—Timothy Wirth, former member of Congress (House and Senate) and under secretary of State for global affairs, from his article of the same title in the February 2008 FSJ.
The projected climate changes in the Arctic present challenges with no parallel in human experience to date. They are likely to cause substantial dislocation and expose vulnerabilities among the residents. Further, because these changes are directly linked to global processes such as a rise in the sea level, the availability of new sea routes and the opening of new natural resources, the effects promise to be equally profound around the globe. …
One major factor that must be taken into account is the asymmetry between the time scale in which the climate system reacts to increases in greenhouse gases and the time scale to recover from such increases. Recovery takes roughly 10 times longer than it took to increase global greenhouse gas concentrations in the first place.
—Robert W. Corell, global change program director for H. John Heinz III Center for Science, Economics, and the Environment, from his article of the same title in the February 2008 FSJ.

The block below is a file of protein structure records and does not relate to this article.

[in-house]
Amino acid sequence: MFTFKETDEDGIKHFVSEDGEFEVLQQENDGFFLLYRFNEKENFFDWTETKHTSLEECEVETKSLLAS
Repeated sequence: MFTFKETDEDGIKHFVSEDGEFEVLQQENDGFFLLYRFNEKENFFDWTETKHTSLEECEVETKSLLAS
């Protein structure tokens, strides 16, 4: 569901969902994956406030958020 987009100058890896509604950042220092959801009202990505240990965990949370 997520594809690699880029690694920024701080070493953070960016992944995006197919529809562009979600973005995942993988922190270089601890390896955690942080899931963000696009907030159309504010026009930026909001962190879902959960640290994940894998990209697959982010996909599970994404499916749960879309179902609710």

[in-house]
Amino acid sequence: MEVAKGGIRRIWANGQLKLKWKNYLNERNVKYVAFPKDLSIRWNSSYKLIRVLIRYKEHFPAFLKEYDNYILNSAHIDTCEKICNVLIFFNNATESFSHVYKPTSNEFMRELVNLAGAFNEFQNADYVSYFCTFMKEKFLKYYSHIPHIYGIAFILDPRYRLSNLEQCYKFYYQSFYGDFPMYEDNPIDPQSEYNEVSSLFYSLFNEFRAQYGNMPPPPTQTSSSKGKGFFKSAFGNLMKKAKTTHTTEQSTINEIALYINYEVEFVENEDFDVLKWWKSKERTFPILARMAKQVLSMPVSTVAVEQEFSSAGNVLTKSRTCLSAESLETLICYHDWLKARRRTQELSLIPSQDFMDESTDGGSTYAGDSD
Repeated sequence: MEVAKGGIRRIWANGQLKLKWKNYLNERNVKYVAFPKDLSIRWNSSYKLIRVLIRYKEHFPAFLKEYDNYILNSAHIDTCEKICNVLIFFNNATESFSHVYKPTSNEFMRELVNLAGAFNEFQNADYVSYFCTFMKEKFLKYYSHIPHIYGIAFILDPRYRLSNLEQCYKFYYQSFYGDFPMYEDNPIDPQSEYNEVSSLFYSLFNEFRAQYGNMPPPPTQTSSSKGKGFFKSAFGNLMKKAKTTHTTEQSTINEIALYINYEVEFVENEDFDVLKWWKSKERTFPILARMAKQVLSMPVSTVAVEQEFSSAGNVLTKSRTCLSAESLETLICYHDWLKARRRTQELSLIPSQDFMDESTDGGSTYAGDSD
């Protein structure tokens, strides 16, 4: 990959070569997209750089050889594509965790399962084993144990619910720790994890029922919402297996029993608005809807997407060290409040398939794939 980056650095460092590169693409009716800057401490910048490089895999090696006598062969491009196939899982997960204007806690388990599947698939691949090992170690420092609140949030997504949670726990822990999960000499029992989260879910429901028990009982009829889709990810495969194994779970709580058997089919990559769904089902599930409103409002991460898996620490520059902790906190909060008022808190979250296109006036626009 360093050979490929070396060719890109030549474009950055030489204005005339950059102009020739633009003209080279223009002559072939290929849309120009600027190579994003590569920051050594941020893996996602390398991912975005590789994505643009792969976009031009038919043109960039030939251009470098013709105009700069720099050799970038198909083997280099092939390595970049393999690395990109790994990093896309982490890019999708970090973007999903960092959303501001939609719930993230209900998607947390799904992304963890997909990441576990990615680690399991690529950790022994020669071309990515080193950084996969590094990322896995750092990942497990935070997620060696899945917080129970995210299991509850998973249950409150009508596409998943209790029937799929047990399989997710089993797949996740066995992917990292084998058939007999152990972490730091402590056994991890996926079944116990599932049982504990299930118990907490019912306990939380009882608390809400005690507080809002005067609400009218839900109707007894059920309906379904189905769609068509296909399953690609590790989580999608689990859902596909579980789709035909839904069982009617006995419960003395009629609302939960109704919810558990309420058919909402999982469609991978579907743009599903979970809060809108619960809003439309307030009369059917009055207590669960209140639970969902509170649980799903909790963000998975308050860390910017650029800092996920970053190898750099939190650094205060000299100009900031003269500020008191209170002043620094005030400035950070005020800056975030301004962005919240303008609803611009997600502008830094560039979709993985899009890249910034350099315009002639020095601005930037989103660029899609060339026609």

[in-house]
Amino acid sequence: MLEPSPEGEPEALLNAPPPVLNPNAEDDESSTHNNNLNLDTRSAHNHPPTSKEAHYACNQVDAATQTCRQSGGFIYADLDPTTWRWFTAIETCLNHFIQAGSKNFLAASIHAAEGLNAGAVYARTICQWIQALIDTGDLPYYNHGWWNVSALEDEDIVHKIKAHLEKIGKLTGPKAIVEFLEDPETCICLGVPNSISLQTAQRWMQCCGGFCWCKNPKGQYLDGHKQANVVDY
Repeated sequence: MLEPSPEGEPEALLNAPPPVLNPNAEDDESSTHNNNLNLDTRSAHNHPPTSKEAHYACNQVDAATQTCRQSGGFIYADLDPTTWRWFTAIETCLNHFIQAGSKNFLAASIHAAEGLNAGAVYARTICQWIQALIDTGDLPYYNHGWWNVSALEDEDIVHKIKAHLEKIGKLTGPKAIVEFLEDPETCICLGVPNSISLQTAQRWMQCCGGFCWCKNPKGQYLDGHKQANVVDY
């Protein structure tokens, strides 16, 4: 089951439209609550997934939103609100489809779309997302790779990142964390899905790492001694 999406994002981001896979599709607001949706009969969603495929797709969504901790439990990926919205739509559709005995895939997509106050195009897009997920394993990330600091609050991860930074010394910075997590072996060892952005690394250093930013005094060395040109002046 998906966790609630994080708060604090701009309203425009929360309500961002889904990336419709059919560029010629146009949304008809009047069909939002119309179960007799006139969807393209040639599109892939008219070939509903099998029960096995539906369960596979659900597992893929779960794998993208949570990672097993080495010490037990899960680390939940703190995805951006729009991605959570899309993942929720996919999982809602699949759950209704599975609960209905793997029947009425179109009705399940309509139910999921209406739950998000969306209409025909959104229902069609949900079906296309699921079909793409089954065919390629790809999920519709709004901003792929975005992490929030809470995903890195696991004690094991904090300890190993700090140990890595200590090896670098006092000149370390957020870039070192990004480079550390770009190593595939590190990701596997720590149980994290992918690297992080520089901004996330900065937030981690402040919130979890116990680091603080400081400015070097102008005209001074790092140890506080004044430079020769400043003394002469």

A number of factors were critical to the success of the Montreal Protocol. Important among them was the leadership role played by the United States from the beginning, well before the start of negotiations on the protocol. The United States was among the first to recognize the threat posed by CFCs, and took early action, along with some of the Nordic states, to ban their use in most aerosols. …
The negotiators of the Montreal Protocol, like those now seeking agreement on how to meet the challenge of global warming, faced formidable difficulties in dealing with a problem whose effects, while perhaps tolerable in the short run, were likely to be catastrophic over the long term in a “business as usual” scenario. Moreover, as with climate change, they had to deal with skepticism about the science involved.
—Richard J. Smith, FSO (ret.), from his article of the same title in the December 2010 FSJ.